But there is another problem: how to attract children’s attention to learning, if around – the Internet, video games, and 500 cable TV channels? The authors believe that if we want to prepare children for the future, the educational process should not only be exciting and entertaining but also addictive, like a drug. 

Studies have shown that video games are better than textbooks for teaching history, geography, anatomy, and physics while improving visual coordination, cognitive reaction speed, and manual dexterity. Games in which you need to create your own world (SimCity, RollerCoaster Tycoon) teach planning and strategic thinking. Interactive games teach collaboration, while personalized games develop creativity and inventiveness. 

The authors are confident that an education system will be created based on games in which the child will immerse himself with delight.

Thanks to the development of information technology, and the emergence of smartphones and tablets, students will be able to choose what, how, and when they want to study. Education will become personalized and accessible to every child in every corner of the earth. Educated people live longer. The better the population is educated, the greater the chances for the development and preservation of democracy. Education is a necessary step in the fight against poverty and a powerful force that brings us closer to treasured abundance.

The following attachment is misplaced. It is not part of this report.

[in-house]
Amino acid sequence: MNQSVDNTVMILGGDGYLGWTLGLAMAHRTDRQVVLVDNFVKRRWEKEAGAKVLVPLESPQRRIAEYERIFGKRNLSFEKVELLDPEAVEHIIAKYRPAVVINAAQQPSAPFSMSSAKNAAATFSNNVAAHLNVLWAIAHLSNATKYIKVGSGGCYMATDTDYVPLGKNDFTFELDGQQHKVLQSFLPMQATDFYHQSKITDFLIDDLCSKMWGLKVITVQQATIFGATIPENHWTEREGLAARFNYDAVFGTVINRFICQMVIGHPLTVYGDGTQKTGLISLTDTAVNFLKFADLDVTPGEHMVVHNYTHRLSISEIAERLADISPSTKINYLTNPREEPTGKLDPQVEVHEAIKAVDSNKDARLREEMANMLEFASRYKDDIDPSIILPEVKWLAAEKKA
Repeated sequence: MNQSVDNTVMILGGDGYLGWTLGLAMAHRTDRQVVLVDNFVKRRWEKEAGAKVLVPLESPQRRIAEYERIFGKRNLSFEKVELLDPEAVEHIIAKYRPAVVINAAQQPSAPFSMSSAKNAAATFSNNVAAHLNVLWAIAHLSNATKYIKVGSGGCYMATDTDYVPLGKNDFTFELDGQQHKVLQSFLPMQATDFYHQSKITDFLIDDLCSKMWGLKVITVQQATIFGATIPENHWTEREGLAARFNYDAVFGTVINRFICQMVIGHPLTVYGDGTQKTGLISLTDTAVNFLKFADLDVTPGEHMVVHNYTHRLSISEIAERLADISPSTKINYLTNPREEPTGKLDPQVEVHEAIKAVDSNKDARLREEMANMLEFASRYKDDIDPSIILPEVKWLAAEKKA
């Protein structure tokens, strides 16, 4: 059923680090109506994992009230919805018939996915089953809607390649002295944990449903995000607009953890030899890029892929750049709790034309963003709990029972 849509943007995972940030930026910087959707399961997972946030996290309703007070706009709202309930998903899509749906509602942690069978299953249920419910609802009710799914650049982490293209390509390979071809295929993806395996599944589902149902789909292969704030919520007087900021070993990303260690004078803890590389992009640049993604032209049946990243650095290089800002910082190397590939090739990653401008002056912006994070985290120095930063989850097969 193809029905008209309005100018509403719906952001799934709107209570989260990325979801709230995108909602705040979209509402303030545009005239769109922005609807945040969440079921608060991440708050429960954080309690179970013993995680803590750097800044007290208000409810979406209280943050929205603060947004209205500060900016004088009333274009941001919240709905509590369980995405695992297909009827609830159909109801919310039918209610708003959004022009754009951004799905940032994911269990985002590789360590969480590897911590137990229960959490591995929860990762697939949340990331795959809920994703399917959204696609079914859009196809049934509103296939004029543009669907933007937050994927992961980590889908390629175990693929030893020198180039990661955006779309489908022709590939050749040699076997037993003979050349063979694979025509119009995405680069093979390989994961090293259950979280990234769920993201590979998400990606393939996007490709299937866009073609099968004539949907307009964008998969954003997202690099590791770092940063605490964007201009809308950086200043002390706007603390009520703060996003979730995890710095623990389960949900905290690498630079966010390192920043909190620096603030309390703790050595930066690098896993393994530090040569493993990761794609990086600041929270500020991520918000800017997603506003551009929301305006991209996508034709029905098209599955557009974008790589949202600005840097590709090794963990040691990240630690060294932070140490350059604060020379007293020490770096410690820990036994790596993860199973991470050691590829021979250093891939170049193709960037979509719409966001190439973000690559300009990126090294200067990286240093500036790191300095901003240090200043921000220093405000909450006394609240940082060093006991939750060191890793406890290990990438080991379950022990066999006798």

Health for all

In Africa, 1.3% of the world’s health workers are trying to fight 25% of all diseases in the world. A significant part of the African population still does not live to be 40 years old. 


Creating a world where people stay healthy and live long requires clean water to drink, clean air, and nutritious food. We must end malaria and learn to recognize and prevent the pandemics that threaten our existence with increasing frequency. Despite the shortage of doctors and nurses, there is optimism in the fact that information technology, which is increasingly being introduced into medicine, is developing exponentially.